G.K. often had to defend himself against charges that he was frivolous about serious matters. He responded by asking, "About what other subjects can one make jokes except serious subjects?" He was wise enough not to take the serious too seriously. His lightheartedness was, I think, a product of his faith; he had ultimate confidence in the providence of God, not in the goodness of man. His chief campaign was against social reformers who thought that by letting experts run society we would achieve a kind of utopia. Chesterton knew that without personal reform, social reform could only be misguided and fruitless.

I believed Chesterton labored so hard to debunk the foolishness of his times, because he knew that all of us, himself included, are prone to latch on to the trendy. In Orthodoxy, he lays out his own personal odyssey of discovering the truth and calls it an "elephantine adventure in pursuit of the obvious." He acknowledges, "I freely confess all the idiotic ambitions of the end of the nineteenth century. I did, like all other solemn little boys, try to be in advance of the age. Like them I tried to be some ten minutes in advance of the truth. And I found that I was eighteen hundred years behind it." For my part, I am with Chesterton in praying for the grace to recognize the obvious. I have seen too many get entangled in subtleties and nuances to the point where they become incapable of breathing fresh air and eventually asphyxiate themselves.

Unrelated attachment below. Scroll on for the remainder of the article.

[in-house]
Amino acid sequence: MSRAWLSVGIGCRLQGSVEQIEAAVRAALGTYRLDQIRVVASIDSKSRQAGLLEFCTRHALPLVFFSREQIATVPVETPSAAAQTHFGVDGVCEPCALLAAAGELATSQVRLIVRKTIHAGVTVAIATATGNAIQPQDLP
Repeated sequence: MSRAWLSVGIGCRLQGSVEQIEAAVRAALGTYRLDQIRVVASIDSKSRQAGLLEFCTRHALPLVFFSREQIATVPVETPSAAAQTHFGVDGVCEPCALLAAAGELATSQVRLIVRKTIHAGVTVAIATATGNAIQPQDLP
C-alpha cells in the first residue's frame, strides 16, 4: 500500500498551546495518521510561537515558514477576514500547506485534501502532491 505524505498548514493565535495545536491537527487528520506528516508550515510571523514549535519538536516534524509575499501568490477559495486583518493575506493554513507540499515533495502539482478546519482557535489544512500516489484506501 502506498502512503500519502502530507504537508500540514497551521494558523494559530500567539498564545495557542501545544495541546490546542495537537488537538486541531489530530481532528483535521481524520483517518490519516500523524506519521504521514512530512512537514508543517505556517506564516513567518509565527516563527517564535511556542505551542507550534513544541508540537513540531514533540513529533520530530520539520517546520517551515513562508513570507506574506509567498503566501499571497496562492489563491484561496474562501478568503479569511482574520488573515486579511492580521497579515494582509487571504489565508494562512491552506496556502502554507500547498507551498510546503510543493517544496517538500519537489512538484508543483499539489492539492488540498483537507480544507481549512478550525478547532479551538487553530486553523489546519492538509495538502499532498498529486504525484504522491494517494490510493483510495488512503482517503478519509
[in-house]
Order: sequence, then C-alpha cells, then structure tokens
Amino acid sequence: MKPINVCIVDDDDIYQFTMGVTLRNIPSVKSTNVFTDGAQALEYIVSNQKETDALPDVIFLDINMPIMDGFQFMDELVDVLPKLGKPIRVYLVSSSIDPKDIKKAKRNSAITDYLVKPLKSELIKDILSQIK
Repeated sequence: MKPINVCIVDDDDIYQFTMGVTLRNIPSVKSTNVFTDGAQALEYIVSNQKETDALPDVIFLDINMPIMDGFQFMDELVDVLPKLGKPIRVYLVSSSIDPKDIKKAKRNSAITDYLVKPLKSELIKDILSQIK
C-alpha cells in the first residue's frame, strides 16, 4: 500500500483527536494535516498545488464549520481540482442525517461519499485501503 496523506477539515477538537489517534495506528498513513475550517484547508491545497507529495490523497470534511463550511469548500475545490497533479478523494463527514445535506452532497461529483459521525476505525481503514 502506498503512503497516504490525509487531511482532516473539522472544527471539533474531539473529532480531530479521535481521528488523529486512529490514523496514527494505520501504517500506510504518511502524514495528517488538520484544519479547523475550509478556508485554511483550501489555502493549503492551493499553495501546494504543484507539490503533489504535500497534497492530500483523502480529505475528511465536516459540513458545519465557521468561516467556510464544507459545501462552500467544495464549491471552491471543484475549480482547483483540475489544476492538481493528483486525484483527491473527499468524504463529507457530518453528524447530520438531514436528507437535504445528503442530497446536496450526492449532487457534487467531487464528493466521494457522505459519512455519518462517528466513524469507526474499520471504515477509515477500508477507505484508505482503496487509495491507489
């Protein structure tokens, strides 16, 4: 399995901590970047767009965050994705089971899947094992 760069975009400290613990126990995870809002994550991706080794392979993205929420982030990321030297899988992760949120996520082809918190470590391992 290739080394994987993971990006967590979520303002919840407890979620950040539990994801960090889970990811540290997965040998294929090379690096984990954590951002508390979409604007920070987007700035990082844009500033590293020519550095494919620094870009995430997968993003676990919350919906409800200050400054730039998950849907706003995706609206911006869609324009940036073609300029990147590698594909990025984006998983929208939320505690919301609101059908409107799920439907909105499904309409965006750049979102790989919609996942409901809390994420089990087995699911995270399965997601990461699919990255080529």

Perhaps reading Chesterton would be the cure, for he is always a breath of fresh air.

[This column originally appeared in the May/June 1998 issue of The Catholic Dossier.]

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Dr. Janet E. Smith
is the Fr. Michael J. McGivney Chair of Life Issues at Sacred Heart Major Seminary in Detroit. She is the author of Humanae Vitae: A Generation Later and editor of Why Humanae Vitae Was Right: A Reader and many articles on ethical and bioethics issues. Over 700,000 copies of her tape, "Contraception: Why Not?" have been distributed. She taught for nine years at the University of Notre Dame and twelve years at the University of Dallas. She speaks nationally and internationally on several issues, especially the Catholic Church's teaching on sexuality. She is serving a second term as a consultor to the Pontifical Council on the Family.